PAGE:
Jeanne Dielman, a lonely young widow, lives with her son Sylvain following an immutable order. However, something happens that changes her safe routine.
Jeanne Dielman, a young widow, lives with her son Sylvain following an immutable order: while the boy is in school, she cares for their apartment, cooks, does chores, and receives clients in the afternoon. However, something happens that changes her safe routine. This film established Chantal Akerman’s international reputation.
“I don’t know if Jeanne Dielman’s kitchen feels real – for those who have known it, it is astoundingly recognizable. Perhaps it is possible to see Akerman’s films as a venture to portray certain objects correctly and totally. (Brecht: every good poem is also a document.)”
“There is an air of study about this film. Not that it wants to be studied because it is so complex and intricate, no, the film welcomes intense reflective attention.”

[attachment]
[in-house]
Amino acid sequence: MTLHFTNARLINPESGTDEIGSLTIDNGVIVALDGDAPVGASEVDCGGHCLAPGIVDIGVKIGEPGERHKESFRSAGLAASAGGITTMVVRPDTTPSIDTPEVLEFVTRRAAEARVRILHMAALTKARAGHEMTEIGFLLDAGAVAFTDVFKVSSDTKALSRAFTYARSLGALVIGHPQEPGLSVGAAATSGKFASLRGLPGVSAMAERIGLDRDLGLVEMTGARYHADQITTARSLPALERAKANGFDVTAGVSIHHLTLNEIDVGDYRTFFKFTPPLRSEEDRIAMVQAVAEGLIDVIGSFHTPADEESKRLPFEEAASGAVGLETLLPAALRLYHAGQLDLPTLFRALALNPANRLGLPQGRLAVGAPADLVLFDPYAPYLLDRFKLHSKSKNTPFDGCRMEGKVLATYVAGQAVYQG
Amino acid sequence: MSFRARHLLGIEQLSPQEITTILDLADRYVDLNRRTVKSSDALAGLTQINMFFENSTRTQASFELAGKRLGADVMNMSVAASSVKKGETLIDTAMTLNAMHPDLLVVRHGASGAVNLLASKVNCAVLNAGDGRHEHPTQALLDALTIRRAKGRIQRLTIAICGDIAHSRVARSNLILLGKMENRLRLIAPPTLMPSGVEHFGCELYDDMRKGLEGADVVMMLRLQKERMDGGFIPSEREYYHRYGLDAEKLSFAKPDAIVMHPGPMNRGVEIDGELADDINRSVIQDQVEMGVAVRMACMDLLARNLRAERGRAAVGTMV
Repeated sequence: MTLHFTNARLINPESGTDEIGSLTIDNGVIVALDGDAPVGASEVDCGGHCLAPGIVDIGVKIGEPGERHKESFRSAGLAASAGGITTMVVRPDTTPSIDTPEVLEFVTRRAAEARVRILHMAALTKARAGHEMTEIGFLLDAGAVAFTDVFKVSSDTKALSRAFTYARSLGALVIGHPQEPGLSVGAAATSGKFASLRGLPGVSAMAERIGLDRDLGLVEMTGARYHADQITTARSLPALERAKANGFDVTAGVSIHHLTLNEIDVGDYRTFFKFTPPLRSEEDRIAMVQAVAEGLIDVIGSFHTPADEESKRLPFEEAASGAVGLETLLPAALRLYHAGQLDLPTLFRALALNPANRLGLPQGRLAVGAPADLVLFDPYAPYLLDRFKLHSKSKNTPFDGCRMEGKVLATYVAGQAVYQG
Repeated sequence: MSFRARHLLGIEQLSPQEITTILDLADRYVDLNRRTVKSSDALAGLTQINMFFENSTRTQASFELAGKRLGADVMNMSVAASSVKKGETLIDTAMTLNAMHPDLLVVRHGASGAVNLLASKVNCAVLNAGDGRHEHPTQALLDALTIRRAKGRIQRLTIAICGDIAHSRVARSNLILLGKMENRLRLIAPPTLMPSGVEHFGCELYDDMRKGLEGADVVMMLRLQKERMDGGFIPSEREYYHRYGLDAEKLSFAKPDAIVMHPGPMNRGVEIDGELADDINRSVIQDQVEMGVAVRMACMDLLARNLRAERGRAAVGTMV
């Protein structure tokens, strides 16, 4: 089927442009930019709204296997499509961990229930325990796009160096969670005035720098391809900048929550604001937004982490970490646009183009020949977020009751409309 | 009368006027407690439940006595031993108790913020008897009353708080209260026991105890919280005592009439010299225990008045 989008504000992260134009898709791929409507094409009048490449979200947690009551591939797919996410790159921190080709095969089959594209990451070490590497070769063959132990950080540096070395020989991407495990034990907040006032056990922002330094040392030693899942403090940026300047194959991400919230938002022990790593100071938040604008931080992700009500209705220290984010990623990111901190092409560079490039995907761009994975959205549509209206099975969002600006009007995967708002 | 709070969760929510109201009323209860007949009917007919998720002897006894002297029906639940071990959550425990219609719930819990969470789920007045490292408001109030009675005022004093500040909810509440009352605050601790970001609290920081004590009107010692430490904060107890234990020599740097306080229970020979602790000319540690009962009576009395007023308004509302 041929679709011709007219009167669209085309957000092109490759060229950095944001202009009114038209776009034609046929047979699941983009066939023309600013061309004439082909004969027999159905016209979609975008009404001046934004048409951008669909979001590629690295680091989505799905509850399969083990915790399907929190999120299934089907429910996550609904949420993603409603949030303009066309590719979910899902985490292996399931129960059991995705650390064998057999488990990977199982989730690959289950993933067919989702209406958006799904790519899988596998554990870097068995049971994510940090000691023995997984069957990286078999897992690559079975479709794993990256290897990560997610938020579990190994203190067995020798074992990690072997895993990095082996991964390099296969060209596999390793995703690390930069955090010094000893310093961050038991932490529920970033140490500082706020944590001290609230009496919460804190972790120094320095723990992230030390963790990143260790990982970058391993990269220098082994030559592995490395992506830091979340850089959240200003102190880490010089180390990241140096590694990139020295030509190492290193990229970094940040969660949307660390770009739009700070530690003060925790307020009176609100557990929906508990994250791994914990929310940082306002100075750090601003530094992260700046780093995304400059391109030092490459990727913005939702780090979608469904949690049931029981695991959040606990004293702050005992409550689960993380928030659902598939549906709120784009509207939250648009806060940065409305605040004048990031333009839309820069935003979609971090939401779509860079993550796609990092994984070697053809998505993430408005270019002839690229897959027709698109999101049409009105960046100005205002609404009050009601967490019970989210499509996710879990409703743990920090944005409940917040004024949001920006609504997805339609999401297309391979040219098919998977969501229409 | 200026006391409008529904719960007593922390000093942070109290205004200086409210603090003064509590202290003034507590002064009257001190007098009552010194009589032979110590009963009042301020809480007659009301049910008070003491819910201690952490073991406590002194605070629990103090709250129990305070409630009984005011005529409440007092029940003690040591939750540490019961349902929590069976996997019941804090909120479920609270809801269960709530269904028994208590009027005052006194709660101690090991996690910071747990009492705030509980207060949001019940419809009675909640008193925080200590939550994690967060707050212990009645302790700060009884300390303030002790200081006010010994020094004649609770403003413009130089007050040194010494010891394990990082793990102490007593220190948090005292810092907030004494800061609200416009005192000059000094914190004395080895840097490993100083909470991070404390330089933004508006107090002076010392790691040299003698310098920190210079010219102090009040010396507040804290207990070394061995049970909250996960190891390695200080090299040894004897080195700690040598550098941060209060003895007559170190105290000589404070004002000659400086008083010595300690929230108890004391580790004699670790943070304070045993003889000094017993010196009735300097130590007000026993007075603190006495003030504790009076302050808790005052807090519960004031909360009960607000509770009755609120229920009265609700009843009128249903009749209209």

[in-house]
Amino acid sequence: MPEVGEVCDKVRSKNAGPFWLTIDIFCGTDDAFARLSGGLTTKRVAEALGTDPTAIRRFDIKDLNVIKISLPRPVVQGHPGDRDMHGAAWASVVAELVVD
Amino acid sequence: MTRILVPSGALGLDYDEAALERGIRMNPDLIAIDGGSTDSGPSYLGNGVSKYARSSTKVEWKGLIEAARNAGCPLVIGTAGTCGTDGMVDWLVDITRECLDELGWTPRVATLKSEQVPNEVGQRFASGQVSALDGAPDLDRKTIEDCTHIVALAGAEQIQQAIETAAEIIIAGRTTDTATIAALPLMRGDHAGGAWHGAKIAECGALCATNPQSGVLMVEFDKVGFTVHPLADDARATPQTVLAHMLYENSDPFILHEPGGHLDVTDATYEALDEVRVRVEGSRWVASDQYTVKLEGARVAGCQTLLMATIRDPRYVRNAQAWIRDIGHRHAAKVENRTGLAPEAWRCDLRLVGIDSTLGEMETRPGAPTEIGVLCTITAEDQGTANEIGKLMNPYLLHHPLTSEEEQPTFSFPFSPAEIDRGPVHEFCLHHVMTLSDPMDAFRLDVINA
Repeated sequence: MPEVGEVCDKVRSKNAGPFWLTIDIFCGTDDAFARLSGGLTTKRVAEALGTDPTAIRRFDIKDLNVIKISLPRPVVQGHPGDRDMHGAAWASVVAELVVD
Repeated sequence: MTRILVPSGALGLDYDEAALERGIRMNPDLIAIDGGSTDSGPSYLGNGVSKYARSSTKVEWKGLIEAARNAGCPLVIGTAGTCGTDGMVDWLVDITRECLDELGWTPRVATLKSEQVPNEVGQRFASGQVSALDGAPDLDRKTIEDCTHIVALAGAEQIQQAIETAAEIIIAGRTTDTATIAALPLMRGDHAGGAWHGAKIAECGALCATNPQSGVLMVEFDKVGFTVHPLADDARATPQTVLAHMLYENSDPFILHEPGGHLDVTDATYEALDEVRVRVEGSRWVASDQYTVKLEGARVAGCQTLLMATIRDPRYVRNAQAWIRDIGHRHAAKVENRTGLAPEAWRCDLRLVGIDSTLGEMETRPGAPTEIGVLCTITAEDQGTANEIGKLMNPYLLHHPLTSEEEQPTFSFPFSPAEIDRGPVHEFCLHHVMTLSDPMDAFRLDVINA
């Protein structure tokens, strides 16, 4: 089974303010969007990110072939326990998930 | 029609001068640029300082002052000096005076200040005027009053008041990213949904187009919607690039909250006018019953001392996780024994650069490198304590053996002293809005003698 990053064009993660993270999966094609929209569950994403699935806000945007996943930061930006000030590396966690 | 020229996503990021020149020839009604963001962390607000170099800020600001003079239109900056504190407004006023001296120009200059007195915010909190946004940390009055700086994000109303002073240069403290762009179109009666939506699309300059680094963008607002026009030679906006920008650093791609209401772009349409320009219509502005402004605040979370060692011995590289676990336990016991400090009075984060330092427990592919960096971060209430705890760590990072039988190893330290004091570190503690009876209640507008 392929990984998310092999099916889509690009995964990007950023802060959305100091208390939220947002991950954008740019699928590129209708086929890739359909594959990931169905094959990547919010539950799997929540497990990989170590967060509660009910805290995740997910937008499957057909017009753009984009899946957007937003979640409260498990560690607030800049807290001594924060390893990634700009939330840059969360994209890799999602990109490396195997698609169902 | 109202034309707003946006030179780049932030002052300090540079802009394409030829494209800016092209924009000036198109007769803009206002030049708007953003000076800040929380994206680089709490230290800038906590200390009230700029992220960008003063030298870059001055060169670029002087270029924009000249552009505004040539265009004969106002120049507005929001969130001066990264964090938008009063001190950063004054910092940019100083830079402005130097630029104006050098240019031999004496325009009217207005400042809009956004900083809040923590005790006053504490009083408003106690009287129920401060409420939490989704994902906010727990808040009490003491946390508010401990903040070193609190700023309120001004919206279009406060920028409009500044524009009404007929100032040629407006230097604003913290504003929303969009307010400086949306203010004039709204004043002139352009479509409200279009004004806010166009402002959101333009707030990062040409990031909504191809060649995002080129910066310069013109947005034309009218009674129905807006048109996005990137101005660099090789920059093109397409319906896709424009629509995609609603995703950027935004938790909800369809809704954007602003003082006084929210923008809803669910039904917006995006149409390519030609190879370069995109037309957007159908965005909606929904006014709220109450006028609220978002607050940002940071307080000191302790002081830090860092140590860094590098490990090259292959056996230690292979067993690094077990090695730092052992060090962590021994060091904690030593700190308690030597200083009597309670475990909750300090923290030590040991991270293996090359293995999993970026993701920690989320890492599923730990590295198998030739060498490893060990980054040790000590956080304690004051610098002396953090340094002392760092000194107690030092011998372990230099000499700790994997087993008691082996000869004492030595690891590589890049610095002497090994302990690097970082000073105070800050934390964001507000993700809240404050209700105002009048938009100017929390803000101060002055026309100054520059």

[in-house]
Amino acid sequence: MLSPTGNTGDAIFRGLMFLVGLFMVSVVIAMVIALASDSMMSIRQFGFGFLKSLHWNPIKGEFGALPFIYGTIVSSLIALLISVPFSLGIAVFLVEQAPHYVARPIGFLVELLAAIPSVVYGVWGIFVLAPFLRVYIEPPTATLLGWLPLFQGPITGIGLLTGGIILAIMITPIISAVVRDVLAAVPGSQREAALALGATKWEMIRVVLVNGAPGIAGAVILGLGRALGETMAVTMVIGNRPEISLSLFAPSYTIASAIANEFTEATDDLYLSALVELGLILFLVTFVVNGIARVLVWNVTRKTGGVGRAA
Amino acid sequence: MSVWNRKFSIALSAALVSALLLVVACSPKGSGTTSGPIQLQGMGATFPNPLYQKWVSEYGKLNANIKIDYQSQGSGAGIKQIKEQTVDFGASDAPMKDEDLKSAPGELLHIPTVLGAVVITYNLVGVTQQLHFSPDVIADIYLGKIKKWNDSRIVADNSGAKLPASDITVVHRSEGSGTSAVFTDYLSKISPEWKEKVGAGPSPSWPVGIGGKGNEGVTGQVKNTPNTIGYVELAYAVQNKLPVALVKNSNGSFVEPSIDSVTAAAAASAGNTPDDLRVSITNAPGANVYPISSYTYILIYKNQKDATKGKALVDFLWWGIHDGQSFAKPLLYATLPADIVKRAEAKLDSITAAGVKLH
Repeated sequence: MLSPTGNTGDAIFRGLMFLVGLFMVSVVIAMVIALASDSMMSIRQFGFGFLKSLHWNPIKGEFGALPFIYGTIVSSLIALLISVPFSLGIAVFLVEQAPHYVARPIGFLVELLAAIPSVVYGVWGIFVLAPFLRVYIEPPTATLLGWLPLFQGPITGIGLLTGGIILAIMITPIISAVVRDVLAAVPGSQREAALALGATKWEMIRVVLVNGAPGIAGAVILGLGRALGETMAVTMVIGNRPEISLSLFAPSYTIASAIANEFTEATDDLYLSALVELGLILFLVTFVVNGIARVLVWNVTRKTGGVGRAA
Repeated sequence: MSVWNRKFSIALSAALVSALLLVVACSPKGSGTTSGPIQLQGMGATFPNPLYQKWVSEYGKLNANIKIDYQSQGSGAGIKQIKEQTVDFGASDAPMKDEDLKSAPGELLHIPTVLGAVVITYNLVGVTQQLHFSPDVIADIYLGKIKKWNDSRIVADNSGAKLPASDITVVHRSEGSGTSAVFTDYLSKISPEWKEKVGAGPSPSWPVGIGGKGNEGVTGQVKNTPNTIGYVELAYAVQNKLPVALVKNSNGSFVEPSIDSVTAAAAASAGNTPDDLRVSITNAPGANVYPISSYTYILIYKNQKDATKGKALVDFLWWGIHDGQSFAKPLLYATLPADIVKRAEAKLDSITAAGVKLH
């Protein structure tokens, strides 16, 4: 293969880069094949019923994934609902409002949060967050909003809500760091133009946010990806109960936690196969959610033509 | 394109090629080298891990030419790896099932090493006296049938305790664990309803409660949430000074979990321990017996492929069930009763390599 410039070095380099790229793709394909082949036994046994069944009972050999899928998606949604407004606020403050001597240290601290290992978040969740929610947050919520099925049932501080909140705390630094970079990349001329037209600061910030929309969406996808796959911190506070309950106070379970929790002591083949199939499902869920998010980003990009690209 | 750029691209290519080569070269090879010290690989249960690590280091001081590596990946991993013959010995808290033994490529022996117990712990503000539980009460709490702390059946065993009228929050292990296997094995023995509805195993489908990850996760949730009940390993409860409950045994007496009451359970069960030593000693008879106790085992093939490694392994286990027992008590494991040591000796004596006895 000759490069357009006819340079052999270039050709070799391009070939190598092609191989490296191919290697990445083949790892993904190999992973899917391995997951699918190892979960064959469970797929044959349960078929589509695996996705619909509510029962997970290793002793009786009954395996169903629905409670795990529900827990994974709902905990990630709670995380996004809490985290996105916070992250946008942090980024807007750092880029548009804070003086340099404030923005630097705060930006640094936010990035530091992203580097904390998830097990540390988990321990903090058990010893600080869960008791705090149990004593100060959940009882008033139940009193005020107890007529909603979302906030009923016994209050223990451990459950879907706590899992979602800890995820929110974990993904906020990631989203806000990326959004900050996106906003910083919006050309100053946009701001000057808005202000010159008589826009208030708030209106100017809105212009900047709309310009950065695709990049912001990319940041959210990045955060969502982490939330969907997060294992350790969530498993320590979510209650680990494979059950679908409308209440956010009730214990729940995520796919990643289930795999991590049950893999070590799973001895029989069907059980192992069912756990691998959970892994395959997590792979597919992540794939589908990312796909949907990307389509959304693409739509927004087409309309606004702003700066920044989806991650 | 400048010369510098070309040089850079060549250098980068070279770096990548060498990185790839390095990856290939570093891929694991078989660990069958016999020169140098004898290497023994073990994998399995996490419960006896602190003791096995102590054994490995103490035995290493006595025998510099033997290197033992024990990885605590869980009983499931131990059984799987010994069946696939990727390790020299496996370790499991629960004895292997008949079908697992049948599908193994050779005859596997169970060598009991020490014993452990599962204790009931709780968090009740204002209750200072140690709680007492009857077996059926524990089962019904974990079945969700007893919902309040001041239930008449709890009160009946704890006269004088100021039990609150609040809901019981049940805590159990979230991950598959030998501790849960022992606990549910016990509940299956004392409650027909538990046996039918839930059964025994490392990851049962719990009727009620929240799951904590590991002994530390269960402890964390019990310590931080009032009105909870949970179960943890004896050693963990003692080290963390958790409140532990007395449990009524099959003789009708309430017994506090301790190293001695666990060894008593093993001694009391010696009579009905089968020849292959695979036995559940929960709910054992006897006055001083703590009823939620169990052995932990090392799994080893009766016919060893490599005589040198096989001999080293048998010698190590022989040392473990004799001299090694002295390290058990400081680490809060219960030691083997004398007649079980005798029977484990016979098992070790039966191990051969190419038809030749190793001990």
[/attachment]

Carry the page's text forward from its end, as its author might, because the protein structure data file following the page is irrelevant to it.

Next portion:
“Given this film’s release during the years of militant feminism it was labelled as a symptomatic reflection of women’s alienation. This film is clearly important within the history of cinema. It represents another conception of the drama and character, the management of action and space, the relationship between fiction and reality. Another conception of time, too, for this parameter proved the real bone of contention. How dare the director show in real time the preparation of breaded escalope, the peeling of potatoes and the bathroom rituals of a woman obsessed with the stain of the other? Yet this unbearable length of time inherent in the gesture raises the issue of realism, ironically a quality wholly banished from the film. Beyond the suggestion of three “normal”, infinitely occurring days shown via the repetition of the rituals that make up this life - beyond the suggestion of space (the corridors walked along, the doors opened, the lights turned off), this time allows fiction to burst through the void, the lack.”